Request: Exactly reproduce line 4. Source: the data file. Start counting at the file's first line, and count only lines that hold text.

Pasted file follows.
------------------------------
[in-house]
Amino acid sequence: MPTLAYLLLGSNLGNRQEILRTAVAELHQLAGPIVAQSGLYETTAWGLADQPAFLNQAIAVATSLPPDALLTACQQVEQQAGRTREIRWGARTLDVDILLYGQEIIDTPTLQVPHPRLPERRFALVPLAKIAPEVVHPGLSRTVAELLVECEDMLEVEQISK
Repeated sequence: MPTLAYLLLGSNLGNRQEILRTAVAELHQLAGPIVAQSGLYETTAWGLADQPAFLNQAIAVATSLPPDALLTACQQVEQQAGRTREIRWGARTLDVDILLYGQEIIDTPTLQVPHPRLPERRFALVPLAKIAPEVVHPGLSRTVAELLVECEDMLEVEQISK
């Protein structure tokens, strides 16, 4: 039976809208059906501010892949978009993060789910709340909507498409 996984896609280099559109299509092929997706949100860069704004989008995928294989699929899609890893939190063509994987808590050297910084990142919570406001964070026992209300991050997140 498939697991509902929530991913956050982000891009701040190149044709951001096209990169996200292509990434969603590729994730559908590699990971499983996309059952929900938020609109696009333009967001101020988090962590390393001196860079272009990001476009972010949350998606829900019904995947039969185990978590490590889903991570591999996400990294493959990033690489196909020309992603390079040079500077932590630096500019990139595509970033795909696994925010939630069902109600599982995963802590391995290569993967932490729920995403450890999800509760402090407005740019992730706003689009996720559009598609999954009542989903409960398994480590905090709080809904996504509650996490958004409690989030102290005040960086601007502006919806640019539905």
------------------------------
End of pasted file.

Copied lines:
């Protein structure tokens, strides 16, 4: 039976809208059906501010892949978009993060789910709340909507498409 996984896609280099559109299509092929997706949100860069704004989008995928294989699929899609890893939190063509994987808590050297910084990142919570406001964070026992209300991050997140 498939697991509902929530991913956050982000891009701040190149044709951001096209990169996200292509990434969603590729994730559908590699990971499983996309059952929900938020609109696009333009967001101020988090962590390393001196860079272009990001476009972010949350998606829900019904995947039969185990978590490590889903991570591999996400990294493959990033690489196909020309992603390079040079500077932590630096500019990139595509970033795909696994925010939630069902109600599982995963802590391995290569993967932490729920995403450890999800509760402090407005740019992730706003689009996720559009598609999954009542989903409960398994480590905090709080809904996504509650996490958004409690989030102290005040960086601007502006919806640019539905």